Comparison recordings: Hungarian State Chorus, conducted
by Gábor Ugrin. Hungaroton HCD 31103 (S20, 56, 39, 34/1) [DDD]
The first time I heard the Gounod Ave Maria
played on the organ I was 8 years old and I thought the music was so
beautiful and mysterious. Never mind that it was a mechanical organ
at a museum that had once been the home of a very rich man. But surely
a CD entirely of Ave Marias will have a limited audience today?
Some Buddhists or Muslims might be moved to feel pity that anyone could
be so misguided, but many fundamentalist Christians might even become
angry at what they would consider gross Paganism. During Liszt’s lifetime
his religiosity was assumed by his more severe critics to be a pose
and an imposture designed to deceive. Perhaps you recall in the "Wagner"
movie, Richard Burton in the character of Wagner says of Liszt something
like: "The life he’s led! And now he wants to play me his latest
Ave Maria!" The accompanying gesture is one of amazement
But Liszt was unusual precisely because he did truly
believe. Through his music Liszt conversed directly with God and he
had no patience for human rules, formulas, church bureaucrats, or bad
music hiding behind sacred words. When in Rome he would drop in on his
old buddy the Pope and chat with him as with any friend — and usually
play the piano, and for that piano playing even the Pope would put up
with anything. Cheerful words and a slap on the back were good enough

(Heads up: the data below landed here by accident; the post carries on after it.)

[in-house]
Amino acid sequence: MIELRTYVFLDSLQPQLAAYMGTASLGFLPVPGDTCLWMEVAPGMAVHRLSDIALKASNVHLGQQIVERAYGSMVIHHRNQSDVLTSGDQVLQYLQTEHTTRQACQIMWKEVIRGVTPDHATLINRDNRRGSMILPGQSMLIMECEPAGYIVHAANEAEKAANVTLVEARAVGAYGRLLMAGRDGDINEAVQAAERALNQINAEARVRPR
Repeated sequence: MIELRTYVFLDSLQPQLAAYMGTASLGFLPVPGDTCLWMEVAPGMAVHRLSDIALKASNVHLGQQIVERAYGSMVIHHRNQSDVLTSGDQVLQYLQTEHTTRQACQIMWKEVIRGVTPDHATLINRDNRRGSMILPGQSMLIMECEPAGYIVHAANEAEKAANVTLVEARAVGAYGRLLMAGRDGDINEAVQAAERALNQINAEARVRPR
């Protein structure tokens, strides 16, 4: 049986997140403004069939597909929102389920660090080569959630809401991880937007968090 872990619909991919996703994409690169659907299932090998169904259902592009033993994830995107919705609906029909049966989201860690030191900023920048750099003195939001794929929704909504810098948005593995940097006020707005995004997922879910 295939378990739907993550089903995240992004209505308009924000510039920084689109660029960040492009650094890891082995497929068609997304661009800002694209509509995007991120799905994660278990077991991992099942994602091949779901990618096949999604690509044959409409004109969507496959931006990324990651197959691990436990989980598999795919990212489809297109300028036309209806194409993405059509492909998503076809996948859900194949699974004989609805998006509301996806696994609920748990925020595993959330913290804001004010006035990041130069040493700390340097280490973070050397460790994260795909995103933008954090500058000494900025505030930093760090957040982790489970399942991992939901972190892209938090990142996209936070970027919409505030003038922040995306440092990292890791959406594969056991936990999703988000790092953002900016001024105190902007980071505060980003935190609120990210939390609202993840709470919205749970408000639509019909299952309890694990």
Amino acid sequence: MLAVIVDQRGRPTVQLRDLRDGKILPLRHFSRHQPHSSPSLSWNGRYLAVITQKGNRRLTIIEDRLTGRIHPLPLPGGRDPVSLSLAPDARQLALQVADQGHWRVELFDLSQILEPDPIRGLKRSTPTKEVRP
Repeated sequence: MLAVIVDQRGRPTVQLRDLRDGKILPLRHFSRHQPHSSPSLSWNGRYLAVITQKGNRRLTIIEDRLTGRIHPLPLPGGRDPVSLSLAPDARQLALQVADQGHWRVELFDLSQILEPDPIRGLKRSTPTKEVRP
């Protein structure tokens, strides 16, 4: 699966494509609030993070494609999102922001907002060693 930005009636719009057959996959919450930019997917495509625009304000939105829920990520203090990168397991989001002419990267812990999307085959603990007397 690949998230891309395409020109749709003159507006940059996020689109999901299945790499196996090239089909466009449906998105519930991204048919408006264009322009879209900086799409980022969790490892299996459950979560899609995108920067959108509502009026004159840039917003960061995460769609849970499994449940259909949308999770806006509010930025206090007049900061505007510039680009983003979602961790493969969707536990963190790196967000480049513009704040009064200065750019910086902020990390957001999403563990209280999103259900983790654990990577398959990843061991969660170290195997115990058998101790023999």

for the Pope, and Liszt’s Ave Marias are good enough music to
merit the attention of the ghosts of Wesley and Calvin as well as of
atheists and agnostics who love music.
After all, Christians listen to masses by atheists
like Berlioz and Vaughan Williams, as well as the oratorios of the Jewish
Handel and Mendelssohn. Music is more sacred than religion. Religion
has always sought to absorb music because it envies it that sacredness.
And this disk is a musical journey in the company of one who has seen
many beautiful things and wants to share them with us as clearly as
possible. That applies not only to Liszt but also to the guiding spirit
behind this production, Ms. Mary Kay Kapustka who plays the piano arrangements
which make up much of this CD. Her playing lacks the fleetness, polish,
and grace of Horowitz, but no-one plays this music with more sincerity
or commitment. The chorus sings effectively and clearly without excesses
of any kind. This is a statement of music by a religious man, not a
sectarian service, and as such its appeal is universal, as was, for
example, a recent similar album by the "Anonymous 4."
The Hungarians, to whose fervent Catholicism the religious
music of Liszt has always appealed, in their recording, use a larger
chorus and sing with more Old World religiosity and with a more reverberant
setting, which means the musical lines are not quite so clear although
the drama and passion are stronger. Their timings are actually very
slightly less than the Denverites. Your choice.